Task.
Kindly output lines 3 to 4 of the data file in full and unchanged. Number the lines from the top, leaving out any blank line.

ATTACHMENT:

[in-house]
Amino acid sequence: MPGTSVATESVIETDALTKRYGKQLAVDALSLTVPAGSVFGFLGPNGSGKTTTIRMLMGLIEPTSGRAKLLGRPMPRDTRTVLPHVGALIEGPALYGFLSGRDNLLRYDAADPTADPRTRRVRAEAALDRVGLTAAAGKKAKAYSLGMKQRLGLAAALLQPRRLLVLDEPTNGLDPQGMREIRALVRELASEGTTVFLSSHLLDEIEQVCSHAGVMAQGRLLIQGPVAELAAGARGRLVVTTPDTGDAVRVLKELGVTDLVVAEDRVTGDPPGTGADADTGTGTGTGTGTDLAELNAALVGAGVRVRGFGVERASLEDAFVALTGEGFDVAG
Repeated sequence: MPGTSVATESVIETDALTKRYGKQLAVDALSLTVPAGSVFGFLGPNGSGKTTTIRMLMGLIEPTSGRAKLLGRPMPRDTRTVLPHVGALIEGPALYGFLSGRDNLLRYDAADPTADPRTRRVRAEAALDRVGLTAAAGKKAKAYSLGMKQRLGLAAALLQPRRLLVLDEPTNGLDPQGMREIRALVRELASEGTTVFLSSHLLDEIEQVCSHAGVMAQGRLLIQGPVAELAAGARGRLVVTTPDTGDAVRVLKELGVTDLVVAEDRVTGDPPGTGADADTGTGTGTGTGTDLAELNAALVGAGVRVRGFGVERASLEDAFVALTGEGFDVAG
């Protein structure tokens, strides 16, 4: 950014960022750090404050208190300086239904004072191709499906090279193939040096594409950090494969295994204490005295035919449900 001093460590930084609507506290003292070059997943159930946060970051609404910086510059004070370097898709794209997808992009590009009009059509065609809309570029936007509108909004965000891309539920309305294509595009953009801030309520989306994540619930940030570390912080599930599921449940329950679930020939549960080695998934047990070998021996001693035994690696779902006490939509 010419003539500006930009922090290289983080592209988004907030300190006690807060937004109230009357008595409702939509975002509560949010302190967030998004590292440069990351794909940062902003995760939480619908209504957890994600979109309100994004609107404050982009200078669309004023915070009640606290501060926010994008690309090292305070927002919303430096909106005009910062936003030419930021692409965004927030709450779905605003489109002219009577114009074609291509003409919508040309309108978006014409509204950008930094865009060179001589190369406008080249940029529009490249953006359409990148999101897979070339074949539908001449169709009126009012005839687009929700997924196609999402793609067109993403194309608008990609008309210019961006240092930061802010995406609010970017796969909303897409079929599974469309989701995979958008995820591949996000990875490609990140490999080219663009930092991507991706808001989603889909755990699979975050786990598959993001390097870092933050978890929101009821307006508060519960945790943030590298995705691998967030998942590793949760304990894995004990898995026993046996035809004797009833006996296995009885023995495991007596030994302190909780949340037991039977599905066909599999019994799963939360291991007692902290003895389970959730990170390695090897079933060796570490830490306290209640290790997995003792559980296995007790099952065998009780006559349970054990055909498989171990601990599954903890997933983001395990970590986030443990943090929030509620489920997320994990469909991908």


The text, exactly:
Repeated sequence: MPGTSVATESVIETDALTKRYGKQLAVDALSLTVPAGSVFGFLGPNGSGKTTTIRMLMGLIEPTSGRAKLLGRPMPRDTRTVLPHVGALIEGPALYGFLSGRDNLLRYDAADPTADPRTRRVRAEAALDRVGLTAAAGKKAKAYSLGMKQRLGLAAALLQPRRLLVLDEPTNGLDPQGMREIRALVRELASEGTTVFLSSHLLDEIEQVCSHAGVMAQGRLLIQGPVAELAAGARGRLVVTTPDTGDAVRVLKELGVTDLVVAEDRVTGDPPGTGADADTGTGTGTGTGTDLAELNAALVGAGVRVRGFGVERASLEDAFVALTGEGFDVAG
């Protein structure tokens, strides 16, 4: 950014960022750090404050208190300086239904004072191709499906090279193939040096594409950090494969295994204490005295035919449900 001093460590930084609507506290003292070059997943159930946060970051609404910086510059004070370097898709794209997808992009590009009009059509065609809309570029936007509108909004965000891309539920309305294509595009953009801030309520989306994540619930940030570390912080599930599921449940329950679930020939549960080695998934047990070998021996001693035994690696779902006490939509 010419003539500006930009922090290289983080592209988004907030300190006690807060937004109230009357008595409702939509975002509560949010302190967030998004590292440069990351794909940062902003995760939480619908209504957890994600979109309100994004609107404050982009200078669309004023915070009640606290501060926010994008690309090292305070927002919303430096909106005009910062936003030419930021692409965004927030709450779905605003489109002219009577114009074609291509003409919508040309309108978006014409509204950008930094865009060179001589190369406008080249940029529009490249953006359409990148999101897979070339074949539908001449169709009126009012005839687009929700997924196609999402793609067109993403194309608008990609008309210019961006240092930061802010995406609010970017796969909303897409079929599974469309989701995979958008995820591949996000990875490609990140490999080219663009930092991507991706808001989603889909755990699979975050786990598959993001390097870092933050978890929101009821307006508060519960945790943030590298995705691998967030998942590793949760304990894995004990898995026993046996035809004797009833006996296995009885023995495991007596030994302190909780949340037991039977599905066909599999019994799963939360291991007692902290003895389970959730990170390695090897079933060796570490830490306290209640290790997995003792559980296995007790099952065998009780006559349970054990055909498989171990601990599954903890997933983001395990970590986030443990943090929030509620489920997320994990469909991908």